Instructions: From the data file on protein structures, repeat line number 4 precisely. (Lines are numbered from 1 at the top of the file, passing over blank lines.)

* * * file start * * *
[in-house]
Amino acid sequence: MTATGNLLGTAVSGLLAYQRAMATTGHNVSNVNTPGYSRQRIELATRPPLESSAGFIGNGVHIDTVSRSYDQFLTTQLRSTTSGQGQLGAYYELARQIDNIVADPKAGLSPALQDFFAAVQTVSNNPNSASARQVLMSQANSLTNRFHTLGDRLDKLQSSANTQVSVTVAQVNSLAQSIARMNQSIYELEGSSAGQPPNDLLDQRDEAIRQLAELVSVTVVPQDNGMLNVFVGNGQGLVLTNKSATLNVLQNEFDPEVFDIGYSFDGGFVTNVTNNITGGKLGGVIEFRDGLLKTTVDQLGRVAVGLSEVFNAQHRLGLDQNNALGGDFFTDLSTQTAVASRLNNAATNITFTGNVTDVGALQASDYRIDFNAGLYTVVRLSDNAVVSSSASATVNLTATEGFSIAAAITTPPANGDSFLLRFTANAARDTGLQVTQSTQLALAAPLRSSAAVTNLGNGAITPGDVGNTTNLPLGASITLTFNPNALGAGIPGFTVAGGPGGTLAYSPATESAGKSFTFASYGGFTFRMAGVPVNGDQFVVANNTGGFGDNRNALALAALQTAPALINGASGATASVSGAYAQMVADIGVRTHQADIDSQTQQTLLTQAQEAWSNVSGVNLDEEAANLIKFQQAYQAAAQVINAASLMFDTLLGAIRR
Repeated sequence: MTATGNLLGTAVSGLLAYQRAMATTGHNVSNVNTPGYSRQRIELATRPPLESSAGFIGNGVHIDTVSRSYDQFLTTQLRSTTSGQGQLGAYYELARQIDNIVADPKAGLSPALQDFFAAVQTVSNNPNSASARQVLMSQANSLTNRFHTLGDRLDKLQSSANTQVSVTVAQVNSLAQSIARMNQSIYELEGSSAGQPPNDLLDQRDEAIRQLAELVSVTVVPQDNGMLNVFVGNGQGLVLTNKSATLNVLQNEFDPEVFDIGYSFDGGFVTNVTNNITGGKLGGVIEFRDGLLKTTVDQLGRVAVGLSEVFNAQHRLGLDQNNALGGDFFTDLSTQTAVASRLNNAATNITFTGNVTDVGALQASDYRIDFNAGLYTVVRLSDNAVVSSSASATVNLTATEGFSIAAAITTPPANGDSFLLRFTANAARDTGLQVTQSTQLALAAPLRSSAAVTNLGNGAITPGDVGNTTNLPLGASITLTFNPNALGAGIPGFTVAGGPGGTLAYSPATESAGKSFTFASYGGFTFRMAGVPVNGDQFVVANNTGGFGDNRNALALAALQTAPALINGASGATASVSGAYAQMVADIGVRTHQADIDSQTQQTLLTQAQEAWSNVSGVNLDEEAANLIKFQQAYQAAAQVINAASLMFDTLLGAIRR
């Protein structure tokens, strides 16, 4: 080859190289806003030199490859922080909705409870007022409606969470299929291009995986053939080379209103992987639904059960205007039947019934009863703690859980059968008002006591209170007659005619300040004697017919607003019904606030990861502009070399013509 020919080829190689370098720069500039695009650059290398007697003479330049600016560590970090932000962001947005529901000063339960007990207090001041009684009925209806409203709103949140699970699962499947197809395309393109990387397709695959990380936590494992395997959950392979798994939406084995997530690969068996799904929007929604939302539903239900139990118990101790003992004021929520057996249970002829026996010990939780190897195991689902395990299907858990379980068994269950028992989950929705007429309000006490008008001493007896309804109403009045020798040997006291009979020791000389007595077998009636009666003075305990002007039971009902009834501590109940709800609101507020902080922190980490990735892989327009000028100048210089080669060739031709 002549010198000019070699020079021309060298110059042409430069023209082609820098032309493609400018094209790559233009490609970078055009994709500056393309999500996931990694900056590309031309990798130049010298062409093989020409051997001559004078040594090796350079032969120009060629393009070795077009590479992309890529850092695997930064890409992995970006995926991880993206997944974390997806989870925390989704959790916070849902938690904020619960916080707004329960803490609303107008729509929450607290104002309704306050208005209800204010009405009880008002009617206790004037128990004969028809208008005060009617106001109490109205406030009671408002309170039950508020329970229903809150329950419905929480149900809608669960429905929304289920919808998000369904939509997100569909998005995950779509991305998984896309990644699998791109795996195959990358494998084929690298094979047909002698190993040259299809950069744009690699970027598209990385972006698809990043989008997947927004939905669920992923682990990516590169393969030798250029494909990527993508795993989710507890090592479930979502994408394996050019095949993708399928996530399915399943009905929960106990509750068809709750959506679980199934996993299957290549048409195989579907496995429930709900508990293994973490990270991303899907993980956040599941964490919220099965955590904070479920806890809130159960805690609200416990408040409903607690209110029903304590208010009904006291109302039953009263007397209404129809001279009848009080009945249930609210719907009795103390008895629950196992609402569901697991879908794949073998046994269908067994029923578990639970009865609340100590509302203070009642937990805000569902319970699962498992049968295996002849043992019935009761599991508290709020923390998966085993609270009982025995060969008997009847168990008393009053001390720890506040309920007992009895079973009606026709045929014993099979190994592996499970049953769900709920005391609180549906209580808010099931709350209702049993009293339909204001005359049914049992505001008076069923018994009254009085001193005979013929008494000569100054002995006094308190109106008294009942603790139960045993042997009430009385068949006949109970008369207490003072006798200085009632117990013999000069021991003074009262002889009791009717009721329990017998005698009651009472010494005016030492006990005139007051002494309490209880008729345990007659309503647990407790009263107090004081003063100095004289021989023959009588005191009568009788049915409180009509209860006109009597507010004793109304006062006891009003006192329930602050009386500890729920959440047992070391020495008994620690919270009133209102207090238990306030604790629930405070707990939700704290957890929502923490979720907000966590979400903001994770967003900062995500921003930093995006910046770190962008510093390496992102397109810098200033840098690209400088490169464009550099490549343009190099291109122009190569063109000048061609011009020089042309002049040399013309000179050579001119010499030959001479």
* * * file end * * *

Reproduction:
């Protein structure tokens, strides 16, 4: 080859190289806003030199490859922080909705409870007022409606969470299929291009995986053939080379209103992987639904059960205007039947019934009863703690859980059968008002006591209170007659005619300040004697017919607003019904606030990861502009070399013509 020919080829190689370098720069500039695009650059290398007697003479330049600016560590970090932000962001947005529901000063339960007990207090001041009684009925209806409203709103949140699970699962499947197809395309393109990387397709695959990380936590494992395997959950392979798994939406084995997530690969068996799904929007929604939302539903239900139990118990101790003992004021929520057996249970002829026996010990939780190897195991689902395990299907858990379980068994269950028992989950929705007429309000006490008008001493007896309804109403009045020798040997006291009979020791000389007595077998009636009666003075305990002007039971009902009834501590109940709800609101507020902080922190980490990735892989327009000028100048210089080669060739031709 002549010198000019070699020079021309060298110059042409430069023209082609820098032309493609400018094209790559233009490609970078055009994709500056393309999500996931990694900056590309031309990798130049010298062409093989020409051997001559004078040594090796350079032969120009060629393009070795077009590479992309890529850092695997930064890409992995970006995926991880993206997944974390997806989870925390989704959790916070849902938690904020619960916080707004329960803490609303107008729509929450607290104002309704306050208005209800204010009405009880008002009617206790004037128990004969028809208008005060009617106001109490109205406030009671408002309170039950508020329970229903809150329950419905929480149900809608669960429905929304289920919808998000369904939509997100569909998005995950779509991305998984896309990644699998791109795996195959990358494998084929690298094979047909002698190993040259299809950069744009690699970027598209990385972006698809990043989008997947927004939905669920992923682990990516590169393969030798250029494909990527993508795993989710507890090592479930979502994408394996050019095949993708399928996530399915399943009905929960106990509750068809709750959506679980199934996993299957290549048409195989579907496995429930709900508990293994973490990270991303899907993980956040599941964490919220099965955590904070479920806890809130159960805690609200416990408040409903607690209110029903304590208010009904006291109302039953009263007397209404129809001279009848009080009945249930609210719907009795103390008895629950196992609402569901697991879908794949073998046994269908067994029923578990639970009865609340100590509302203070009642937990805000569902319970699962498992049968295996002849043992019935009761599991508290709020923390998966085993609270009982025995060969008997009847168990008393009053001390720890506040309920007992009895079973009606026709045929014993099979190994592996499970049953769900709920005391609180549906209580808010099931709350209702049993009293339909204001005359049914049992505001008076069923018994009254009085001193005979013929008494000569100054002995006094308190109106008294009942603790139960045993042997009430009385068949006949109970008369207490003072006798200085009632117990013999000069021991003074009262002889009791009717009721329990017998005698009651009472010494005016030492006990005139007051002494309490209880008729345990007659309503647990407790009263107090004081003063100095004289021989023959009588005191009568009788049915409180009509209860006109009597507010004793109304006062006891009003006192329930602050009386500890729920959440047992070391020495008994620690919270009133209102207090238990306030604790629930405070707990939700704290957890929502923490979720907000966590979400903001994770967003900062995500921003930093995006910046770190962008510093390496992102397109810098200033840098690209400088490169464009550099490549343009190099291109122009190569063109000048061609011009020089042309002049040399013309000179050579001119010499030959001479």